Among these results, "high frequency time limit" with high values such as 2000ms are found to be good candidates for octane results which is interested in the throughput, but even if these seems to also provide a few good results for snappy, I had to filter them out with these high values snappy benchmark is extremely noisy.

I suggest to land again the current GC settings, as it appears that M_low equal 0 is not a terrible choice after all (as long as Bug 887125 is landed), and I will try to improve snappy benchmark to make it less sensible to the noise, and then run again these benchmarks see if there is any better choice.

bbouvier suggested using the Median and IQR[1] instead of the Mean and the Variance, but the IQR is a bad choice to account for GC pauses which are spontaneous events.  And the problem of taking the IQR is that it does not integrate all the pauses and so it does not account for the smoothness of the application, where one pause can have a dramatic effect from the user perspective.

[1] http://en.wikipedia.org/wiki/Interquartile_range
(Assignee)

Comment 47

4 years ago
https://tbpl.mozilla.org/?tree=Try&rev=bf796cb7174e
https://hg.mozilla.org/integration/mozilla-inbound/rev/f847593613de
https://hg.mozilla.org/mozilla-central/rev/f847593613de
Status: REOPENED → RESOLVED
Last Resolved: 4 years ago4 years ago
Resolution: --- → FIXED
Going forward, Ravi Dandu (rdandu@mozilla.com) is the product manager for FxOS Performance.
Flags: needinfo?(clee)

Comment 50

3 years ago
is this the reason why firefox so aggressively runs GC? because its tuned for phones?

On my 16 gig rig which I donbt care about the memory usage, its running CC every 6 secs and GC either every 6 secs or every 12 secs, every time GC runs the app stutters, especially annoying when scrolling or playing html5.

To the author how did you manage to disable GC? I would love a GC'less firefox.
No, Firefox OS / B2G uses different settings from desktop Firefox. There *is* a bug in Firefox 33 with OMTC that causes long GC slices even while animations are happening: bug 1084672. This should be fixed in Firefox 34. A few other problems were also identified; look at the dependent bugs of bug 1083418. Some of these have been fixed, but as the fixes are more involved they will be in Firefox 36.

In general, the intent is for GC to happen frequently in small bursts. Inhibiting GC could easily exhaust even your 16 GiB in seconds for some workloads.
FWIW, I've done some experiments where I disabled free() (i.e. never freeing heap allocations), and after opening 50 different sites, Firefox's memory usage was over 25 GiB. (The machine I tested on has 32 GiB of RAM.)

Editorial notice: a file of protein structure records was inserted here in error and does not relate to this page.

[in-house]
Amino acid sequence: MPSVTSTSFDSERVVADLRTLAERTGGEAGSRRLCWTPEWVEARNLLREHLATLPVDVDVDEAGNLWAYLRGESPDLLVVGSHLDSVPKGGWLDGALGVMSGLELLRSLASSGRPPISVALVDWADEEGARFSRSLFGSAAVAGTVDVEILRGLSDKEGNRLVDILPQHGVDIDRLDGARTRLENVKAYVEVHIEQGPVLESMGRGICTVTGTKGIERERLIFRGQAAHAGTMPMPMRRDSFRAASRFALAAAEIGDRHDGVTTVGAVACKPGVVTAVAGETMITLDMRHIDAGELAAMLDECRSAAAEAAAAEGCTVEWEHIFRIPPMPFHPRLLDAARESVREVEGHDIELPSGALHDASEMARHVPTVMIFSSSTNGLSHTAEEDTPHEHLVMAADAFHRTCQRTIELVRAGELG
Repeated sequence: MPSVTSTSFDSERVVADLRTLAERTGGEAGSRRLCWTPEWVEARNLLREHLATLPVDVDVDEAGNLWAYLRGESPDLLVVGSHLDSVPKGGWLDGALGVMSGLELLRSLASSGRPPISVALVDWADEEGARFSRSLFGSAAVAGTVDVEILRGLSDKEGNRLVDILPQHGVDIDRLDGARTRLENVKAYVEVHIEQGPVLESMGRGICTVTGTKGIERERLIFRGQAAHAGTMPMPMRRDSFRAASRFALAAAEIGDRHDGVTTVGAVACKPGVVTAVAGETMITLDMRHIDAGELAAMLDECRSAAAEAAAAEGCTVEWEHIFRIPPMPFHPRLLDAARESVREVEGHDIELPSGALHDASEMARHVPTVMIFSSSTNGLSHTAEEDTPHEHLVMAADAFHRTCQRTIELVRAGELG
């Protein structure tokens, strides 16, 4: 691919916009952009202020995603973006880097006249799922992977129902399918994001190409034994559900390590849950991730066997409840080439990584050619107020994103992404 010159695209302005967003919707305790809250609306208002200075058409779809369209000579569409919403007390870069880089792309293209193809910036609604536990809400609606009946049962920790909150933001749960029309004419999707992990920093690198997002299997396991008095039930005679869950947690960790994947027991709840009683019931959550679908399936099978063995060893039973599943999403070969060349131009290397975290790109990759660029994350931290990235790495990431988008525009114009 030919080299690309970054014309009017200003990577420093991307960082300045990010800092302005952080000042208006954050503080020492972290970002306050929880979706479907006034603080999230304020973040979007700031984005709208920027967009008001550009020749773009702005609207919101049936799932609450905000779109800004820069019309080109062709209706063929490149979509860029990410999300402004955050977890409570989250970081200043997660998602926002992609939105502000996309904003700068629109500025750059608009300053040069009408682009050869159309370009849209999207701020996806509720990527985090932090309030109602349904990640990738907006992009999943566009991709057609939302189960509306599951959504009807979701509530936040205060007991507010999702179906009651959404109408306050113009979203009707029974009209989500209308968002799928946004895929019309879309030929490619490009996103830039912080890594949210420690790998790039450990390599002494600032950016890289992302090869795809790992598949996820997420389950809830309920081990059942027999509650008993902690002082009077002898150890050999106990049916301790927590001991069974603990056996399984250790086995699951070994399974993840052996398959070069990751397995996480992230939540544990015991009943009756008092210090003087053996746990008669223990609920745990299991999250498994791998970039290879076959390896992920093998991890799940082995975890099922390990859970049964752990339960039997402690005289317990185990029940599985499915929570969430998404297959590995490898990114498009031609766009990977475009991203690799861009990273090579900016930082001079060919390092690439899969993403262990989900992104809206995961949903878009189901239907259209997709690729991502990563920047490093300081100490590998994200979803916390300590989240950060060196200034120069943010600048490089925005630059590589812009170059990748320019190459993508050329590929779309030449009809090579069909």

Disabling free() isn't the same as disabling GC, but I expect the two things to have effects within the same order of magnitude. A GC-less Firefox would be a bad idea.
(Assignee)

Comment 53

3 years ago
(In reply to Chris from comment #50)
> is this the reason why firefox so aggressively runs GC? because its tuned
> for phones?

Yes, as you can read in this thread.

Bug 898556 is opened to address this issue, but this has not yet become a priority, as we are not targeting phones with 4GB of RAM, but more phones with 128MB of zRAM.

Why are you interested in a 16 GB?  This is for a custom build of Firefox OS?  In which case I can suggest you to use the Firefox desktop GC settings, otherwise if the intent is to make a product, then we should properly fix Bug 898556, and never question the GC settings again.
(Assignee)

Comment 54

3 years ago
(In reply to Chris from comment #50)
> is this the reason why firefox so aggressively runs GC? because its tuned
> for phones?

Note, the GC tuning from above was only made for Firefox OS, Firefox Desktop still has the old GC settings.

If you are looking to how to customize your GC settings yourself, then I would simply say:

  Please, don't, you have so many ways to screw up things in ways which would make your firefox even worse!

If you are not convinced, please take time to understand the ins-n-outs of it, by following similar steps as reported above.

Comment 55

3 years ago
My problems reported here https://bugzilla.mozilla.org/show_bug.cgi?id=1101111 are on the default GC settings, the browser is running horrible, every 6 or 12 seconds a GC that is around 100ms delay on a very powerful rig.

Why wont you let end users turn GC off? we dont all run tiny ram machines.

By the way my default GC settings match what is in this thread.

Why does the web browser run a GC every 12 seconds and the GC even worse doesnt even recover any memory, it just keeps retrying every 12 seconds.
The changes in this bug did not affect desktop Firefox. Please continue the discussion in the bug you filed.